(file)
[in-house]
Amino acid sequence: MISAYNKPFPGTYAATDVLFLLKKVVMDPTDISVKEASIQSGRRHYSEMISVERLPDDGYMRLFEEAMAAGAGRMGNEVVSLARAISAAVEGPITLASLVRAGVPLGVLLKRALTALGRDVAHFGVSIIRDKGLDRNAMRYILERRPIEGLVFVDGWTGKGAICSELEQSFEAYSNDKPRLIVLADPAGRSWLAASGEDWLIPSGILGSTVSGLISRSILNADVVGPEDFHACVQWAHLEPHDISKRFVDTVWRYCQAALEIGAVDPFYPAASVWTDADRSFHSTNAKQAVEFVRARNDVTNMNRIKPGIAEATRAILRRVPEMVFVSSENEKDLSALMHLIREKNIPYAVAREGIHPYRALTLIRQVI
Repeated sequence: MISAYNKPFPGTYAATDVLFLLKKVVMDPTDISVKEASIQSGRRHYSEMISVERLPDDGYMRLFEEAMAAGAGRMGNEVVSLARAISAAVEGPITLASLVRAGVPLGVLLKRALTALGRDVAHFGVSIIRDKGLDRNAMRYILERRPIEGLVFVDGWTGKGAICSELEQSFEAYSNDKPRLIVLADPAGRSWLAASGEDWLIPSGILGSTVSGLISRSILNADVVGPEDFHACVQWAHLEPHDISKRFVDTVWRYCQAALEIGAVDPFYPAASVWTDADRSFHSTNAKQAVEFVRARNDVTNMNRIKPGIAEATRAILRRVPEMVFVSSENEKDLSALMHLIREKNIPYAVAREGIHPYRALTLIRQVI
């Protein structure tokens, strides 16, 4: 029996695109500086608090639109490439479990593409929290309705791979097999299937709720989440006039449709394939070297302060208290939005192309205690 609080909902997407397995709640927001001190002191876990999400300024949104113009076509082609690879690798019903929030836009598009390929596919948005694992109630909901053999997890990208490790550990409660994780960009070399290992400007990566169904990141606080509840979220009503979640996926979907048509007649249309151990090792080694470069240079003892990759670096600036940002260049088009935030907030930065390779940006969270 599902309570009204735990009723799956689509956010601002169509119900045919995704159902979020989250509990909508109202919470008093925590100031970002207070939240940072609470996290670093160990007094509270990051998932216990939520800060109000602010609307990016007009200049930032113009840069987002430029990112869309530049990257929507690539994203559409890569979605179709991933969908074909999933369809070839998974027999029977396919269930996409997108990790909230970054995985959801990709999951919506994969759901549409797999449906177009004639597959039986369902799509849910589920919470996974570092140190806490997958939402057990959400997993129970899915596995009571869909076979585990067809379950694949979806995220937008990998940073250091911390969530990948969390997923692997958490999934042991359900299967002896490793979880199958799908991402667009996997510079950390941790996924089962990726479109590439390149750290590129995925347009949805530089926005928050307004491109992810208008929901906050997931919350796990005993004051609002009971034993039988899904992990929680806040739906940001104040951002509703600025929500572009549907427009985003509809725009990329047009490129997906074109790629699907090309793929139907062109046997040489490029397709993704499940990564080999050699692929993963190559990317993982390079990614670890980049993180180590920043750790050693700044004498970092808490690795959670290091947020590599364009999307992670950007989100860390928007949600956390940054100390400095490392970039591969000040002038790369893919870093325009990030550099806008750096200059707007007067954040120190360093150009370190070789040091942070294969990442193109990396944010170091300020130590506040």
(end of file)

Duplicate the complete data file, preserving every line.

[in-house]
Amino acid sequence: MISAYNKPFPGTYAATDVLFLLKKVVMDPTDISVKEASIQSGRRHYSEMISVERLPDDGYMRLFEEAMAAGAGRMGNEVVSLARAISAAVEGPITLASLVRAGVPLGVLLKRALTALGRDVAHFGVSIIRDKGLDRNAMRYILERRPIEGLVFVDGWTGKGAICSELEQSFEAYSNDKPRLIVLADPAGRSWLAASGEDWLIPSGILGSTVSGLISRSILNADVVGPEDFHACVQWAHLEPHDISKRFVDTVWRYCQAALEIGAVDPFYPAASVWTDADRSFHSTNAKQAVEFVRARNDVTNMNRIKPGIAEATRAILRRVPEMVFVSSENEKDLSALMHLIREKNIPYAVAREGIHPYRALTLIRQVI
Repeated sequence: MISAYNKPFPGTYAATDVLFLLKKVVMDPTDISVKEASIQSGRRHYSEMISVERLPDDGYMRLFEEAMAAGAGRMGNEVVSLARAISAAVEGPITLASLVRAGVPLGVLLKRALTALGRDVAHFGVSIIRDKGLDRNAMRYILERRPIEGLVFVDGWTGKGAICSELEQSFEAYSNDKPRLIVLADPAGRSWLAASGEDWLIPSGILGSTVSGLISRSILNADVVGPEDFHACVQWAHLEPHDISKRFVDTVWRYCQAALEIGAVDPFYPAASVWTDADRSFHSTNAKQAVEFVRARNDVTNMNRIKPGIAEATRAILRRVPEMVFVSSENEKDLSALMHLIREKNIPYAVAREGIHPYRALTLIRQVI
């Protein structure tokens, strides 16, 4: 029996695109500086608090639109490439479990593409929290309705791979097999299937709720989440006039449709394939070297302060208290939005192309205690 609080909902997407397995709640927001001190002191876990999400300024949104113009076509082609690879690798019903929030836009598009390929596919948005694992109630909901053999997890990208490790550990409660994780960009070399290992400007990566169904990141606080509840979220009503979640996926979907048509007649249309151990090792080694470069240079003892990759670096600036940002260049088009935030907030930065390779940006969270 599902309570009204735990009723799956689509956010601002169509119900045919995704159902979020989250509990909508109202919470008093925590100031970002207070939240940072609470996290670093160990007094509270990051998932216990939520800060109000602010609307990016007009200049930032113009840069987002430029990112869309530049990257929507690539994203559409890569979605179709991933969908074909999933369809070839998974027999029977396919269930996409997108990790909230970054995985959801990709999951919506994969759901549409797999449906177009004639597959039986369902799509849910589920919470996974570092140190806490997958939402057990959400997993129970899915596995009571869909076979585990067809379950694949979806995220937008990998940073250091911390969530990948969390997923692997958490999934042991359900299967002896490793979880199958799908991402667009996997510079950390941790996924089962990726479109590439390149750290590129995925347009949805530089926005928050307004491109992810208008929901906050997931919350796990005993004051609002009971034993039988899904992990929680806040739906940001104040951002509703600025929500572009549907427009985003509809725009990329047009490129997906074109790629699907090309793929139907062109046997040489490029397709993704499940990564080999050699692929993963190559990317993982390079990614670890980049993180180590920043750790050693700044004498970092808490690795959670290091947020590599364009999307992670950007989100860390928007949600956390940054100390400095490392970039591969000040002038790369893919870093325009990030550099806008750096200059707007007067954040120190360093150009370190070789040091942070294969990442193109990396944010170091300020130590506040």